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PEGylated Lipid Polymeric Nanoparticle–Encapsulated Acyclovir for In Vitro Controlled Release and Ex Vivo Gut Sac Permeation

Abstract
Currently, pharmaceutical research is directed wide range for developing new drugs for oral administration to target disease. Acyclovir formulation is having common issues of short half-life and poor permeability, causing messy treatment which results in patient incompliance. The present study formulates a lipid polymeric hybrid nanoparticles for antiviral acyclovir (ACV) agent with Phospholipon® 90G (lecithin), chitosan, and polyethylene glycol (PEG) to improve controlled release of the drugs. The study focused on the encapsulation of the ACV in lipid polymeric particle and their sustained delivery. The formulation developed for the self-assembly of chitosan and lecithin to form a shell encapsulating acyclovir, followed by PEGylation. Optimisation was performed via Box-Behnken Design (BBD), forming nanoparticles with size of 187.7 ± 3.75 nm, 83.81 ± 1.93% drug-entrapped efficiency (EE), and + 37.7 ± 1.16 mV zeta potential. Scanning electron microscopy and transmission electron microscopy images displayed spherical nanoparticles formation. Encapsulation of ACV and complexity with other physical parameters are confirmed through analysis using Fourier transform infrared spectroscopy, differential scanning calorimetry, and X-ray diffraction. Nanoparticle produced was capable of achieving 24-h sustained release in vitro on gastric and intestinal environments. Ex vivo study proved the improvement of acyclovir’s apparent permeability from 2 × 10−6 to 6.46 × 10−6 cm s−1. Acyclovir new formulation was achieved to be stable up to 60 days for controlled release of the drugs.
Graphical abstract

INTRODUCTION
Viral diseases are emerging as a major cause for the mortality of the human life. Emergence of these infectious virus causes a pandemic and an epidemic from time to time, disturbing normal life. Virus strains and their classifications are vast, their transmission (e.g. zoonotic spread) makes them additional biologically vulnerable to human. The recent issues of the occurrence of endangered coronavirus (Covid-19) for threatening the world. Some examples of cross-species virus transmission are Ebola, severe acute respiratory syndrome (SARS), chicken pox, and herpes simplex virus (HSV). The herpes simplex virus (HSV) is from the family of Herpesvirida and mainly forms two main types (HSV-1 and HSV-2). HSV-2 infected more than 400 million people at the age of 15–59 worldwide with genital herpes with sexually transmitted and also lifelong incurable disease HSV-2 (1,2). Currently, the therapeutic drugs available are acyclovir, valaclovir, and famciclovir, in which acyclovir is referred as the most widely used drug to control disease. Acyclovir (ACV) is acyclic guanosine analog of purine nucleoside, (guanine substituted at (2-hydroxyethoxy) methyl) at 9 position (2-amino-9-(2-hydroxyethoxymethyl)-1H-purin-6-one) (2). It is mostly involved in the treatment of HSV-1 and HSV-2, given orally daily with a dose of 400 to 800 mg (2–3) (3). In the Biopharmaceutical Classification System (BCS) class III drugs, the large dose and frequent administration are due to acyclovir having poor aqueous solubility (1.5 mg/mL) and poor permeability (0.12 ~ 2 × 10−6cm s−1), rendering acyclovir to have low oral bioavailability (10 ~ 30%) and short half-life (3 h) with molar mass 225.21 g/mol (4–8). Oral acyclovir has a narrow absorption window, which is from the stomach to duodenum (9). The low absorption depicts the need for a delivery system that could release effectively in either or both gastric and intestinal environment to target the disease.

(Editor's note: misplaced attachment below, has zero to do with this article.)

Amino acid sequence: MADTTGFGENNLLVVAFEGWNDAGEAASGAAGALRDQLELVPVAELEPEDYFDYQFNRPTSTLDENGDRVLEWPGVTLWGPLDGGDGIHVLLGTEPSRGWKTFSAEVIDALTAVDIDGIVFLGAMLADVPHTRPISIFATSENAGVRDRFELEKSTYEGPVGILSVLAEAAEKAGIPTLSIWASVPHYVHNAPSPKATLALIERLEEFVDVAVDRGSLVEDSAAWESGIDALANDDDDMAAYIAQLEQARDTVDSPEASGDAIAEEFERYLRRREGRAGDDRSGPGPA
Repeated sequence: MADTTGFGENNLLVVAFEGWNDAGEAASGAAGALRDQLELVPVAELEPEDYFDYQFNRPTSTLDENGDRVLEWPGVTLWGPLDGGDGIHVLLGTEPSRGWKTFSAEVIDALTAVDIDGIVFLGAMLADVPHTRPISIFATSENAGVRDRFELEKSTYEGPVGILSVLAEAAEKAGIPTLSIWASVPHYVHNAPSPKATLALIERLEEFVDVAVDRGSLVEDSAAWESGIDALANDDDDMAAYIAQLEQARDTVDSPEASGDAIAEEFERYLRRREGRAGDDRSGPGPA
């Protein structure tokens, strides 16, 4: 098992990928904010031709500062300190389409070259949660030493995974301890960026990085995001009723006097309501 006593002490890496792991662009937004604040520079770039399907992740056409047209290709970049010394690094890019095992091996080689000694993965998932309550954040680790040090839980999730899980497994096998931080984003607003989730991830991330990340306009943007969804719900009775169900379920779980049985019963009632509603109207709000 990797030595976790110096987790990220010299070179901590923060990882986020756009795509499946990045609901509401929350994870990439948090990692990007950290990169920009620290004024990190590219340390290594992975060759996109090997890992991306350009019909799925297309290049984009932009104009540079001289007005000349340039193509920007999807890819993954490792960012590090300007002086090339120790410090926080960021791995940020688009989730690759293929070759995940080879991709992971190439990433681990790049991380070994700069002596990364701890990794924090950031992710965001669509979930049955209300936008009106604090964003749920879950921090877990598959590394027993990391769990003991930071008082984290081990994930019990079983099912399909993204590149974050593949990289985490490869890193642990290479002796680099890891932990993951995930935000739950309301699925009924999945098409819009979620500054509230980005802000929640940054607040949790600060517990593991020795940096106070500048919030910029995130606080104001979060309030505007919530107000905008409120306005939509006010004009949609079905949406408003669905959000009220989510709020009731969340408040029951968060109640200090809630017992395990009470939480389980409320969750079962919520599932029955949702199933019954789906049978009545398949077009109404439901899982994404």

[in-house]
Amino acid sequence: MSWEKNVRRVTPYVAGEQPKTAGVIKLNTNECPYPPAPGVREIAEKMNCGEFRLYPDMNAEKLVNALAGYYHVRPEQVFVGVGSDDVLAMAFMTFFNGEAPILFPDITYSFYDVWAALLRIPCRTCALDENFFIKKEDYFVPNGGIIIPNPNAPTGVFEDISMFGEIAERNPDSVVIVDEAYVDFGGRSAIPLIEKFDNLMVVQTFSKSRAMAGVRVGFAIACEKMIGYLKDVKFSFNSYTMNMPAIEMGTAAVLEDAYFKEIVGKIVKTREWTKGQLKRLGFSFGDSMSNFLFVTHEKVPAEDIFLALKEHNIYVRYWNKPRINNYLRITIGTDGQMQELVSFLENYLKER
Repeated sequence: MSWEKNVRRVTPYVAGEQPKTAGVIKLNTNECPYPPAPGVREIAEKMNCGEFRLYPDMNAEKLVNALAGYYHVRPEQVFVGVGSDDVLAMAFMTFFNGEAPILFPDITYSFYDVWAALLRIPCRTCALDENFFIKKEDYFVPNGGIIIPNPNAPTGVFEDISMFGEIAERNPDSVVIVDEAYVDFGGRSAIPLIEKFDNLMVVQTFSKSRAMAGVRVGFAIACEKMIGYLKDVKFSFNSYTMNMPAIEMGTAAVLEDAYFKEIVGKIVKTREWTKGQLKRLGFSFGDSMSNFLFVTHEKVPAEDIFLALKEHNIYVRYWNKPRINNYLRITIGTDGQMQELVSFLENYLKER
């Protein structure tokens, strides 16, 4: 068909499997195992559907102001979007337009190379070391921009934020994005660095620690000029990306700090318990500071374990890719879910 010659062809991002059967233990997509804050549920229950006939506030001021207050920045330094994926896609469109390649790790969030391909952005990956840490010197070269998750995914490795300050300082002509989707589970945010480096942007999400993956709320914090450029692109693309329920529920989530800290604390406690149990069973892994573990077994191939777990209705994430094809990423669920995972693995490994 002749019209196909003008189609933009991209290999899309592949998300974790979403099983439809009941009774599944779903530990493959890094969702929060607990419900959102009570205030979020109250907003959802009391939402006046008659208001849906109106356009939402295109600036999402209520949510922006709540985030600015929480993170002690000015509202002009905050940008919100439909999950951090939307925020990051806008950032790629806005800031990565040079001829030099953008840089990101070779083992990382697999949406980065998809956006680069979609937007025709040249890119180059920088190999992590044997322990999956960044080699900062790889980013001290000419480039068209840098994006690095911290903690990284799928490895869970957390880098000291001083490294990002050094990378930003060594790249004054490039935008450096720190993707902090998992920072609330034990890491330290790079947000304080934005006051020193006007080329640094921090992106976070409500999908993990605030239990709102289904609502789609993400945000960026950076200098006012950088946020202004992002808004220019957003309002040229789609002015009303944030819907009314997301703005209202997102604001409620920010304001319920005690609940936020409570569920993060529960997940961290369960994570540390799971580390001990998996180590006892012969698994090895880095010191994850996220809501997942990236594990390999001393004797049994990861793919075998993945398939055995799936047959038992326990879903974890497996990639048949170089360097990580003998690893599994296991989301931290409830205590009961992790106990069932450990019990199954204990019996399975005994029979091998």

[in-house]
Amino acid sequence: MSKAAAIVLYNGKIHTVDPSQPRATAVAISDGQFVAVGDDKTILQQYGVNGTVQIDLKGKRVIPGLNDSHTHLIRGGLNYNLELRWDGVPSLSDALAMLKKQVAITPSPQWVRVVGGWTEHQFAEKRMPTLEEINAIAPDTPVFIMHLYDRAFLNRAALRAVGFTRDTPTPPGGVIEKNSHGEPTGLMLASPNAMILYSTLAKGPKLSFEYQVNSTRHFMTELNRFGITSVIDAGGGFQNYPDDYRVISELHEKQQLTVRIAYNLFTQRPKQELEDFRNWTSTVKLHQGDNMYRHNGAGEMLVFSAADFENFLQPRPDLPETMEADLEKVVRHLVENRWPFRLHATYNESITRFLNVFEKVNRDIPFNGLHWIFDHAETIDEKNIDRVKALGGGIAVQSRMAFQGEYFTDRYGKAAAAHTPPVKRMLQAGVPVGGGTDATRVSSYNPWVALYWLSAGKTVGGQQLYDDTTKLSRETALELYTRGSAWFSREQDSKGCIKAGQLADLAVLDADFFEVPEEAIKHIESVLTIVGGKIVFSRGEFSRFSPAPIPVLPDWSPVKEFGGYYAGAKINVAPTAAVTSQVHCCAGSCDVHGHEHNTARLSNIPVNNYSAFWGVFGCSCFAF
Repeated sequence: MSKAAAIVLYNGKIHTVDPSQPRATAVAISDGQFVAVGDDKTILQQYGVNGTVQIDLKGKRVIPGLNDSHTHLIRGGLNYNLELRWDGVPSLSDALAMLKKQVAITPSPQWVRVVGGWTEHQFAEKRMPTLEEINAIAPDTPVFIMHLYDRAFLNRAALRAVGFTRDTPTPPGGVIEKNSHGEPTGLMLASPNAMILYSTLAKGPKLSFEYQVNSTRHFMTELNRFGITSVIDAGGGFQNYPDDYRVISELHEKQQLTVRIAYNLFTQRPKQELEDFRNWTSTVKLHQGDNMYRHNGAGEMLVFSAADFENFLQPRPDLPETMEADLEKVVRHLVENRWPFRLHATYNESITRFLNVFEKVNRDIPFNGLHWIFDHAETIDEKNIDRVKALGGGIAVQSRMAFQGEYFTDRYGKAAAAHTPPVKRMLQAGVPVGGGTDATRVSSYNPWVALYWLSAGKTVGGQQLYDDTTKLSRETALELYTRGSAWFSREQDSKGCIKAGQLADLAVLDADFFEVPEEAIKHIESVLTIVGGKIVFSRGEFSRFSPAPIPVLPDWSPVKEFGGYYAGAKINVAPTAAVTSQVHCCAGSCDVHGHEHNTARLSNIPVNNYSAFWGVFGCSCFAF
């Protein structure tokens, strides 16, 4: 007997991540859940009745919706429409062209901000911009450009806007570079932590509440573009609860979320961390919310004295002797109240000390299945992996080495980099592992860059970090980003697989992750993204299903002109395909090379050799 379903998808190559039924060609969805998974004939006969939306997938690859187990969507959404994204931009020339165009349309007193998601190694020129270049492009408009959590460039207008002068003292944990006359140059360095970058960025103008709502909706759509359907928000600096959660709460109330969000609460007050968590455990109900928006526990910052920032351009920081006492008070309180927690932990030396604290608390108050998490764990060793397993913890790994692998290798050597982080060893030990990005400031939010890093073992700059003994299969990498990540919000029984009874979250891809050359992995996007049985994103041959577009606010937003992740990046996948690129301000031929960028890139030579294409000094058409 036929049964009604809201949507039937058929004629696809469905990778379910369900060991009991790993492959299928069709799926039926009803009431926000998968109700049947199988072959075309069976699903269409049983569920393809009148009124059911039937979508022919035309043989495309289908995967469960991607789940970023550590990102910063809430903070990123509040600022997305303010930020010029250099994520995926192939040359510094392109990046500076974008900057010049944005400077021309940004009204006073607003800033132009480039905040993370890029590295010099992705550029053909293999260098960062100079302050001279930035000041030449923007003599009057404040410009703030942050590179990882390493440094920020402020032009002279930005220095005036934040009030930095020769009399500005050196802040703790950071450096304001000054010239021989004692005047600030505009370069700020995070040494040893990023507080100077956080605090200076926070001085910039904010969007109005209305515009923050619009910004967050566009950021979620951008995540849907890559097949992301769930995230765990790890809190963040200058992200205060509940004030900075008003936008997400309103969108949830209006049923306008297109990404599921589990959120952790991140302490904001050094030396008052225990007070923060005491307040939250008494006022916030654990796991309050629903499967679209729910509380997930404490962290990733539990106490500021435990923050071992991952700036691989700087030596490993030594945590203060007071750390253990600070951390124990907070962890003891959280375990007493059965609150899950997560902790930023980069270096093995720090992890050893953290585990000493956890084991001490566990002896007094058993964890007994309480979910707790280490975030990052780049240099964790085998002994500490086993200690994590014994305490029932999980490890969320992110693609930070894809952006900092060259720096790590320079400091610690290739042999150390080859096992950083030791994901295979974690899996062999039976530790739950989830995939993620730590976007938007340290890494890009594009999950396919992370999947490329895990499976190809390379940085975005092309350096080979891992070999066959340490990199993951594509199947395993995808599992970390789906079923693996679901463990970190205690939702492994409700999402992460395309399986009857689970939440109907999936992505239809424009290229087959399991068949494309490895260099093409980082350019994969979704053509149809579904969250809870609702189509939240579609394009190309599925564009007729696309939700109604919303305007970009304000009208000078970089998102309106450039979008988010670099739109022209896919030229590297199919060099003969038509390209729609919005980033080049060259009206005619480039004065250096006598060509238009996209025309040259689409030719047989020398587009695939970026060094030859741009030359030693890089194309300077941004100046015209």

Several attempts have been made to enhance the delivery of oral acyclovir using polymeric mediated nanocarriers. Some of the delivery systems are interpenetrating polymeric network which is based on the close contact and molecular-scale interaction between different polymers to encapsulate the drug (10), poly (lactide-co-glycolides) (PLGA) nanoparticles (2), and chitosan ionic gelation with sodium tri-phosphate (TPP) (11–14). The use of polymers and amphiphilic molecules has constantly been involved in the delivery of hydrophilic and lipophilic molecules. Lecithin (phosphatidylcholine) is used in various nanocarrier-designed formulations like micelles, liposomes, and lipid nanoparticles (15–16). Lecithin is not only used due to its safe and biocompatibility properties, but also because it is the solubilising carrier for poorly water-soluble drugs (17). Lecithin and chitosan can form spherical nanoparticle via supramolecular self-organising interaction (12). Concept of PEGylation in oral delivery is also well studied for drug release. Mariyam et al. introduced that PEGylated dendrimer-based 5fluorourasil (5FU) gave better loading and slower release of 5FU than non-PEGylated polymer (18). Moreover, the use of polyethylene glycol (PEG) imparts stealth properties on nanoparticles (19), reducing the tendency to be eliminated by the reticuloendothelial system (RES), improving bioavailability and half-life of drug (20). The hydrophilic properties of PEG could prevent interaction with other nanoparticles via sterical hindrance, improving the stability of nanoparticles (21). PEG is also claimed to enhance mucoadhesive of nanoparticles (22).